Sept. 1 (Bloomberg) -- Swedish prosecutors will resume a preliminary investigation of a rape allegation against WikiLeaks founder Julian Assange, as well as widen the investigation in a second case that involves allegations of molestation.
“We have gone through the case, and it is my opinion that regarding the first part there is reason to assume that a crime that falls under public prosecution has been committed,” Director of Public Prosecution Marianne Ny said in an e-mailed statement. “There is also reason to investigate further.”
The second preliminary investigation was widened to include events mentioned in the initial police report, which fall under charges of sexual coercion and molestation, the statement said.
The allegations follow the release in July by WikiLeaks of more than 91,000 U.S. military reports related to the Afghanistan war. The U.S. Defense Department demanded they be returned and purged, saying they threatened the safety of troops and Afghans.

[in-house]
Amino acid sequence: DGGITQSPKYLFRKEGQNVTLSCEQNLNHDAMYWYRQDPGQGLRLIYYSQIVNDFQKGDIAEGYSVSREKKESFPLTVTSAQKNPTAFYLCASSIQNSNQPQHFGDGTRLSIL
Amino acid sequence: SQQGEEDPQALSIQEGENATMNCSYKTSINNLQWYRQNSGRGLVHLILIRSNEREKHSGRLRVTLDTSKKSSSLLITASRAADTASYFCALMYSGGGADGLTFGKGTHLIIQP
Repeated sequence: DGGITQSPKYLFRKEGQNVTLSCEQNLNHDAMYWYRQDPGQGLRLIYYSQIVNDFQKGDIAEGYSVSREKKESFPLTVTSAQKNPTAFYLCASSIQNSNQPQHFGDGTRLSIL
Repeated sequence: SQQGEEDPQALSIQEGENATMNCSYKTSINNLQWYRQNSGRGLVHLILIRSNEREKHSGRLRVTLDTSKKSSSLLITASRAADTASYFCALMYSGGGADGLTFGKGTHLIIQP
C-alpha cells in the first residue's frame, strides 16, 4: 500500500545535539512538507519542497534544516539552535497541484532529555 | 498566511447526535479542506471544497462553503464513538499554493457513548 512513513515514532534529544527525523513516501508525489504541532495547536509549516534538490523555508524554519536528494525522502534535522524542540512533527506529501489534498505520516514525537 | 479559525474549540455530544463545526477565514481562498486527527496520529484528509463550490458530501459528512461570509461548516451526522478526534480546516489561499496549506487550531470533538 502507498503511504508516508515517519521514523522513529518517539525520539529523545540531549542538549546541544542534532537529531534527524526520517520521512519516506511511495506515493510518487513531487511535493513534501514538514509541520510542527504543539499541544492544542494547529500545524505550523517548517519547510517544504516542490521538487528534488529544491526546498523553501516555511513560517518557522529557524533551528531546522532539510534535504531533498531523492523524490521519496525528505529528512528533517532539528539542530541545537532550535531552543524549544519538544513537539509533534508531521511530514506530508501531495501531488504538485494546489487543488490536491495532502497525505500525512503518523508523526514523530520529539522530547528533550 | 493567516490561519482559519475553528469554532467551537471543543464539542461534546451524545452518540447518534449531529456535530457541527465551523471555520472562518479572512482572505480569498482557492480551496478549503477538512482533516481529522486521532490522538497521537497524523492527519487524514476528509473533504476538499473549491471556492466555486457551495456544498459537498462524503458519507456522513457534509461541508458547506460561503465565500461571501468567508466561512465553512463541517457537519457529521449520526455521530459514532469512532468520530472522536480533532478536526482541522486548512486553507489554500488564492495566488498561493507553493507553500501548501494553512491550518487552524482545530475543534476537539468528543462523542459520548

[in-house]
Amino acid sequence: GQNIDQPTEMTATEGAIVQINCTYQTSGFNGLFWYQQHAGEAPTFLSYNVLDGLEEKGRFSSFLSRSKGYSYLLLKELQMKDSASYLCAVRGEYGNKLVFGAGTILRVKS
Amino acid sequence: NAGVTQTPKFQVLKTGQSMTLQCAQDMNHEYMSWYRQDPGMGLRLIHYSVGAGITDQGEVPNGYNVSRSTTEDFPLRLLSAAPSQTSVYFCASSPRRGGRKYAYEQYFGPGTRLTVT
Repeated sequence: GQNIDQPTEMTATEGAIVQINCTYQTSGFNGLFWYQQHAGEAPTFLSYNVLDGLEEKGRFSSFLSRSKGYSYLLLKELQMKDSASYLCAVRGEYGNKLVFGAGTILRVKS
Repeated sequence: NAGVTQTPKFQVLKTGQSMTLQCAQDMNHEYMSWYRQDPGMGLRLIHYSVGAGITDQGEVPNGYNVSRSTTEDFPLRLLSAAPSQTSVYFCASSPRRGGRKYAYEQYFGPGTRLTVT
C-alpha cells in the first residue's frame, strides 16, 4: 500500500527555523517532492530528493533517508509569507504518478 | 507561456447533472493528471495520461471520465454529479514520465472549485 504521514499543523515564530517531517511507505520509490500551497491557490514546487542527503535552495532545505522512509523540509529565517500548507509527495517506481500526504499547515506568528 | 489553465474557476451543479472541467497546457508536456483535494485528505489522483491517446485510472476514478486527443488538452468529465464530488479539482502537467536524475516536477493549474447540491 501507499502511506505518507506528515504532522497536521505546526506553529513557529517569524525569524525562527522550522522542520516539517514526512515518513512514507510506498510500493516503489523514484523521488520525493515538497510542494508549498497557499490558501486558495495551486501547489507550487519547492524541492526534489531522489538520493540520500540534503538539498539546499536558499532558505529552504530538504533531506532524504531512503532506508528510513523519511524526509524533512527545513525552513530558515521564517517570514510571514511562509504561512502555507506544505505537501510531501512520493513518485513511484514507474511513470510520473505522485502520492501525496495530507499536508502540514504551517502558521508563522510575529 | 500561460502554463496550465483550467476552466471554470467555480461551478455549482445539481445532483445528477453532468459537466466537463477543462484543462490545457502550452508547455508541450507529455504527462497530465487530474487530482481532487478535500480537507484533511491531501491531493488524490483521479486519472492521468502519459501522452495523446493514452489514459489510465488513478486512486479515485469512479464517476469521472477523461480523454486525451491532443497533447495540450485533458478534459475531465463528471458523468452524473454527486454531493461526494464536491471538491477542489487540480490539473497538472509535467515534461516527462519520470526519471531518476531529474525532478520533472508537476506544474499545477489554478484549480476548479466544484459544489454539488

“Assange is disappointed, angry and surprised that this can happen in a state governed by law,” Leif Silbersky, Assange’s lawyer, said today in a phone interview. “He rejects the accusations.”
The preliminary investigation regarding rape allegations was initially closed by Stockholm Chief Prosecutor Eva Finne on Aug. 15. She said Assange would be questioned only in relation to the molestation allegation.
Assange was interviewed by police two days ago and the questions only concerned the alleged molestation charge, Silbersky said. Assange is also disappointed that his name was released to the media, he said.
Ny, a more senior prosecutor, reviewed the case after the lawyer for the women who filed the complaints appealed.
The women were relieved when they heard today’s news, Pia Engstroem Lindgren, a spokeswoman for the women’s lawyer, Claes Borgstroem, said today in a phone interview. Lindgren declined to give any additional information about the alleged victims.
Assange has applied for a residence and work permit in Sweden, Migration Board spokeswoman Gunilla Wikstroem said in a phone interview today.
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